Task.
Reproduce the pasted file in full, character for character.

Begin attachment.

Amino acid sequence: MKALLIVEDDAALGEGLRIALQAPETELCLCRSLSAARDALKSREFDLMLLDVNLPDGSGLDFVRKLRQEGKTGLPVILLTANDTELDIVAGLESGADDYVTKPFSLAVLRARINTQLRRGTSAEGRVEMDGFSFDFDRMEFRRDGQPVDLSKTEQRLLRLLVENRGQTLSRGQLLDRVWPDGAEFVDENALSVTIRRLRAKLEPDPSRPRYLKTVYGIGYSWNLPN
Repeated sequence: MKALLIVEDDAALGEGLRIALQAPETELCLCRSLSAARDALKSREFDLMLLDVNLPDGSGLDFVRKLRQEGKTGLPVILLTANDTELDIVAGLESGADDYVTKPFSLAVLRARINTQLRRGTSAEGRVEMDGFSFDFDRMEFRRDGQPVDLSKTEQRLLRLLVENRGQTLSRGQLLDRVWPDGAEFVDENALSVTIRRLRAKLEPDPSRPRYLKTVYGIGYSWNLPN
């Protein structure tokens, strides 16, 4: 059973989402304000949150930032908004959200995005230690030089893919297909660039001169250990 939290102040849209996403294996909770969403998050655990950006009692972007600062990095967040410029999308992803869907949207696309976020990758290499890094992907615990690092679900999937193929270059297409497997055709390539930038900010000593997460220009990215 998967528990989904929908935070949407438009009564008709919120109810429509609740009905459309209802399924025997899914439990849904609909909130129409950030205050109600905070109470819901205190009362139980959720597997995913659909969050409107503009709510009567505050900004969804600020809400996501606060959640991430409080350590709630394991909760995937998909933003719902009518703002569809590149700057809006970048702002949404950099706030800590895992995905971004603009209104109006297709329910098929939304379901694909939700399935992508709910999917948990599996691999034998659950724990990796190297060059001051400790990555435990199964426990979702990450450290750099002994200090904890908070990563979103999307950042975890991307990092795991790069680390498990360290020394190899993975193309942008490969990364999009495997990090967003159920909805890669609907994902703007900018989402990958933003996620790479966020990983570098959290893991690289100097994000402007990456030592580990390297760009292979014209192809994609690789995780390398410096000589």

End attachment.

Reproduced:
Amino acid sequence: MKALLIVEDDAALGEGLRIALQAPETELCLCRSLSAARDALKSREFDLMLLDVNLPDGSGLDFVRKLRQEGKTGLPVILLTANDTELDIVAGLESGADDYVTKPFSLAVLRARINTQLRRGTSAEGRVEMDGFSFDFDRMEFRRDGQPVDLSKTEQRLLRLLVENRGQTLSRGQLLDRVWPDGAEFVDENALSVTIRRLRAKLEPDPSRPRYLKTVYGIGYSWNLPN
Repeated sequence: MKALLIVEDDAALGEGLRIALQAPETELCLCRSLSAARDALKSREFDLMLLDVNLPDGSGLDFVRKLRQEGKTGLPVILLTANDTELDIVAGLESGADDYVTKPFSLAVLRARINTQLRRGTSAEGRVEMDGFSFDFDRMEFRRDGQPVDLSKTEQRLLRLLVENRGQTLSRGQLLDRVWPDGAEFVDENALSVTIRRLRAKLEPDPSRPRYLKTVYGIGYSWNLPN
């Protein structure tokens, strides 16, 4: 059973989402304000949150930032908004959200995005230690030089893919297909660039001169250990 939290102040849209996403294996909770969403998050655990950006009692972007600062990095967040410029999308992803869907949207696309976020990758290499890094992907615990690092679900999937193929270059297409497997055709390539930038900010000593997460220009990215 998967528990989904929908935070949407438009009564008709919120109810429509609740009905459309209802399924025997899914439990849904609909909130129409950030205050109600905070109470819901205190009362139980959720597997995913659909969050409107503009709510009567505050900004969804600020809400996501606060959640991430409080350590709630394991909760995937998909933003719902009518703002569809590149700057809006970048702002949404950099706030800590895992995905971004603009209104109006297709329910098929939304379901694909939700399935992508709910999917948990599996691999034998659950724990990796190297060059001051400790990555435990199964426990979702990450450290750099002994200090904890908070990563979103999307950042975890991307990092795991790069680390498990360290020394190899993975193309942008490969990364999009495997990090967003159920909805890669609907994902703007900018989402990958933003996620790479966020990983570098959290893991690289100097994000402007990456030592580990390297760009292979014209192809994609690789995780390398410096000589």